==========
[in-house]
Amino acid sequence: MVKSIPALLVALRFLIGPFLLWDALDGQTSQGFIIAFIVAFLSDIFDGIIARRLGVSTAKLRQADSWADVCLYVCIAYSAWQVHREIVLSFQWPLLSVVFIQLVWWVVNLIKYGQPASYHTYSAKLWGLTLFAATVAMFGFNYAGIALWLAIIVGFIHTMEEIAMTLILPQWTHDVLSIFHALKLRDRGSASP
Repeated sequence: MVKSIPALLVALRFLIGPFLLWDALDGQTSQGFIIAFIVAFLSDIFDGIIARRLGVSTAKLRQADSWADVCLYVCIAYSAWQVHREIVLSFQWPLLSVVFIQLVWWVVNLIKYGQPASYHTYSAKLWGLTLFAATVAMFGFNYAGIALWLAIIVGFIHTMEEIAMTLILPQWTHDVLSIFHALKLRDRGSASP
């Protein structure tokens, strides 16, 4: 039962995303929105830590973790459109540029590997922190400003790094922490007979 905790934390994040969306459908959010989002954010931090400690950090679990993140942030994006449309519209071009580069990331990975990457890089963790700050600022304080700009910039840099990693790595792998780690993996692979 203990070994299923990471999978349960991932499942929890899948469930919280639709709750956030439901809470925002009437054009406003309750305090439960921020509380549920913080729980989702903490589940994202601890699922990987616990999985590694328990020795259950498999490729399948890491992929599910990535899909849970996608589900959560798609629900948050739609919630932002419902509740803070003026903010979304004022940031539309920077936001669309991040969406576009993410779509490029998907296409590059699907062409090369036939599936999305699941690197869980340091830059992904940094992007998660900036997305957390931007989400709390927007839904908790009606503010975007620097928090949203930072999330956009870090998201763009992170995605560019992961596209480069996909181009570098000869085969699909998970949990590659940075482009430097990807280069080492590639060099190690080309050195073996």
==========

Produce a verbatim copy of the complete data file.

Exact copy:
[in-house]
Amino acid sequence: MVKSIPALLVALRFLIGPFLLWDALDGQTSQGFIIAFIVAFLSDIFDGIIARRLGVSTAKLRQADSWADVCLYVCIAYSAWQVHREIVLSFQWPLLSVVFIQLVWWVVNLIKYGQPASYHTYSAKLWGLTLFAATVAMFGFNYAGIALWLAIIVGFIHTMEEIAMTLILPQWTHDVLSIFHALKLRDRGSASP
Repeated sequence: MVKSIPALLVALRFLIGPFLLWDALDGQTSQGFIIAFIVAFLSDIFDGIIARRLGVSTAKLRQADSWADVCLYVCIAYSAWQVHREIVLSFQWPLLSVVFIQLVWWVVNLIKYGQPASYHTYSAKLWGLTLFAATVAMFGFNYAGIALWLAIIVGFIHTMEEIAMTLILPQWTHDVLSIFHALKLRDRGSASP
């Protein structure tokens, strides 16, 4: 039962995303929105830590973790459109540029590997922190400003790094922490007979 905790934390994040969306459908959010989002954010931090400690950090679990993140942030994006449309519209071009580069990331990975990457890089963790700050600022304080700009910039840099990693790595792998780690993996692979 203990070994299923990471999978349960991932499942929890899948469930919280639709709750956030439901809470925002009437054009406003309750305090439960921020509380549920913080729980989702903490589940994202601890699922990987616990999985590694328990020795259950498999490729399948890491992929599910990535899909849970996608589900959560798609629900948050739609919630932002419902509740803070003026903010979304004022940031539309920077936001669309991040969406576009993410779509490029998907296409590059699907062409090369036939599936999305699941690197869980340091830059992904940094992007998660900036997305957390931007989400709390927007839904908790009606503010975007620097928090949203930072999330956009870090998201763009992170995605560019992961596209480069996909181009570098000869085969699909998970949990590659940075482009430097990807280069080492590639060099190690080309050195073996």